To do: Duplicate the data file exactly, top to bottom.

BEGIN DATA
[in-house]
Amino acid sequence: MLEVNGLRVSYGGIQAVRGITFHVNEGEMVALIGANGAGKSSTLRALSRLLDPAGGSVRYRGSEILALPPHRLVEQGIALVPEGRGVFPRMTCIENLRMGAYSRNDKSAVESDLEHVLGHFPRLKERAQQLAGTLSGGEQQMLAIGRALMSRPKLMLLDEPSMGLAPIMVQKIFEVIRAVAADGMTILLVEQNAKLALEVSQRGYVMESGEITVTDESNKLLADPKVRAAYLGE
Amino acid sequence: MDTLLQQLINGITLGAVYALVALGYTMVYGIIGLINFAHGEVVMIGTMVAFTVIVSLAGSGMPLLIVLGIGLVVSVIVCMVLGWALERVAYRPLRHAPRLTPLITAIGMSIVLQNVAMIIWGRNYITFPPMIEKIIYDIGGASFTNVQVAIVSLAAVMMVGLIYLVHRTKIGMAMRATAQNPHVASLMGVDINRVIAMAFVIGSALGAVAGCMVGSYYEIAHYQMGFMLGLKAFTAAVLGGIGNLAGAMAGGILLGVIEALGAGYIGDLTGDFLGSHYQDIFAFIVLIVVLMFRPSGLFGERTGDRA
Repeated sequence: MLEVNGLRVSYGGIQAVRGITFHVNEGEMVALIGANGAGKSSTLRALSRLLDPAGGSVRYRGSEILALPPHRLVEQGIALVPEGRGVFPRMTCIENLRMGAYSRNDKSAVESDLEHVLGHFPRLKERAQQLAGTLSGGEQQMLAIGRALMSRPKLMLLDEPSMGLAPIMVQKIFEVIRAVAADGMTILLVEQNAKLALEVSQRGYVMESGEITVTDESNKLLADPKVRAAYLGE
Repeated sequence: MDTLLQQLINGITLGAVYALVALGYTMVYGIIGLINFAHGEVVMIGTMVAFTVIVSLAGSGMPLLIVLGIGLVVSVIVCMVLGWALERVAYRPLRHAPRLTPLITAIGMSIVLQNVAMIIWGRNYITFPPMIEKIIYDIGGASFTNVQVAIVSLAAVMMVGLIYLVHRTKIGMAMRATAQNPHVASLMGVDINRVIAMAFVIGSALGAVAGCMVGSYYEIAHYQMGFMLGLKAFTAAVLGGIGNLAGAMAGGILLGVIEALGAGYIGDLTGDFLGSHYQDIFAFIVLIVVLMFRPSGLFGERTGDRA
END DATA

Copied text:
[in-house]
Amino acid sequence: MLEVNGLRVSYGGIQAVRGITFHVNEGEMVALIGANGAGKSSTLRALSRLLDPAGGSVRYRGSEILALPPHRLVEQGIALVPEGRGVFPRMTCIENLRMGAYSRNDKSAVESDLEHVLGHFPRLKERAQQLAGTLSGGEQQMLAIGRALMSRPKLMLLDEPSMGLAPIMVQKIFEVIRAVAADGMTILLVEQNAKLALEVSQRGYVMESGEITVTDESNKLLADPKVRAAYLGE
Amino acid sequence: MDTLLQQLINGITLGAVYALVALGYTMVYGIIGLINFAHGEVVMIGTMVAFTVIVSLAGSGMPLLIVLGIGLVVSVIVCMVLGWALERVAYRPLRHAPRLTPLITAIGMSIVLQNVAMIIWGRNYITFPPMIEKIIYDIGGASFTNVQVAIVSLAAVMMVGLIYLVHRTKIGMAMRATAQNPHVASLMGVDINRVIAMAFVIGSALGAVAGCMVGSYYEIAHYQMGFMLGLKAFTAAVLGGIGNLAGAMAGGILLGVIEALGAGYIGDLTGDFLGSHYQDIFAFIVLIVVLMFRPSGLFGERTGDRA
Repeated sequence: MLEVNGLRVSYGGIQAVRGITFHVNEGEMVALIGANGAGKSSTLRALSRLLDPAGGSVRYRGSEILALPPHRLVEQGIALVPEGRGVFPRMTCIENLRMGAYSRNDKSAVESDLEHVLGHFPRLKERAQQLAGTLSGGEQQMLAIGRALMSRPKLMLLDEPSMGLAPIMVQKIFEVIRAVAADGMTILLVEQNAKLALEVSQRGYVMESGEITVTDESNKLLADPKVRAAYLGE
Repeated sequence: MDTLLQQLINGITLGAVYALVALGYTMVYGIIGLINFAHGEVVMIGTMVAFTVIVSLAGSGMPLLIVLGIGLVVSVIVCMVLGWALERVAYRPLRHAPRLTPLITAIGMSIVLQNVAMIIWGRNYITFPPMIEKIIYDIGGASFTNVQVAIVSLAAVMMVGLIYLVHRTKIGMAMRATAQNPHVASLMGVDINRVIAMAFVIGSALGAVAGCMVGSYYEIAHYQMGFMLGLKAFTAAVLGGIGNLAGAMAGGILLGVIEALGAGYIGDLTGDFLGSHYQDIFAFIVLIVVLMFRPSGLFGERTGDRA